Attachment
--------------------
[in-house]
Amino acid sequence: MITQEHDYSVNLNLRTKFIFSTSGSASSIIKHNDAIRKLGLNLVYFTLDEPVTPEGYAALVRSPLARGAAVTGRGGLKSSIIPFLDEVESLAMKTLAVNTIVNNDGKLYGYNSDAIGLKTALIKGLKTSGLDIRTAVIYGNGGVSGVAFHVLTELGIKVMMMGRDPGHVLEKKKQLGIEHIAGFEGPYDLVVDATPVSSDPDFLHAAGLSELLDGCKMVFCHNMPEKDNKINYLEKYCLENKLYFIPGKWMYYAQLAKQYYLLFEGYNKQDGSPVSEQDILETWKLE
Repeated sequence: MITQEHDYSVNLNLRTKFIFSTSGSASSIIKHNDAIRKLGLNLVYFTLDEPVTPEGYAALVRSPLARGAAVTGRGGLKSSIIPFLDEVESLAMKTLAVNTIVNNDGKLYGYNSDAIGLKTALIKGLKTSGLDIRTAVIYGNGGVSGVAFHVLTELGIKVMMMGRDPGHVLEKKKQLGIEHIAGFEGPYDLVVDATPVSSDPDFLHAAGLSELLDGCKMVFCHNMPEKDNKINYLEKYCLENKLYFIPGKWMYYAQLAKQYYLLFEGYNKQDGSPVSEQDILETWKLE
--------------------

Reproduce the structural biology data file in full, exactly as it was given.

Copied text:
[in-house]
Amino acid sequence: MITQEHDYSVNLNLRTKFIFSTSGSASSIIKHNDAIRKLGLNLVYFTLDEPVTPEGYAALVRSPLARGAAVTGRGGLKSSIIPFLDEVESLAMKTLAVNTIVNNDGKLYGYNSDAIGLKTALIKGLKTSGLDIRTAVIYGNGGVSGVAFHVLTELGIKVMMMGRDPGHVLEKKKQLGIEHIAGFEGPYDLVVDATPVSSDPDFLHAAGLSELLDGCKMVFCHNMPEKDNKINYLEKYCLENKLYFIPGKWMYYAQLAKQYYLLFEGYNKQDGSPVSEQDILETWKLE
Repeated sequence: MITQEHDYSVNLNLRTKFIFSTSGSASSIIKHNDAIRKLGLNLVYFTLDEPVTPEGYAALVRSPLARGAAVTGRGGLKSSIIPFLDEVESLAMKTLAVNTIVNNDGKLYGYNSDAIGLKTALIKGLKTSGLDIRTAVIYGNGGVSGVAFHVLTELGIKVMMMGRDPGHVLEKKKQLGIEHIAGFEGPYDLVVDATPVSSDPDFLHAAGLSELLDGCKMVFCHNMPEKDNKINYLEKYCLENKLYFIPGKWMYYAQLAKQYYLLFEGYNKQDGSPVSEQDILETWKLE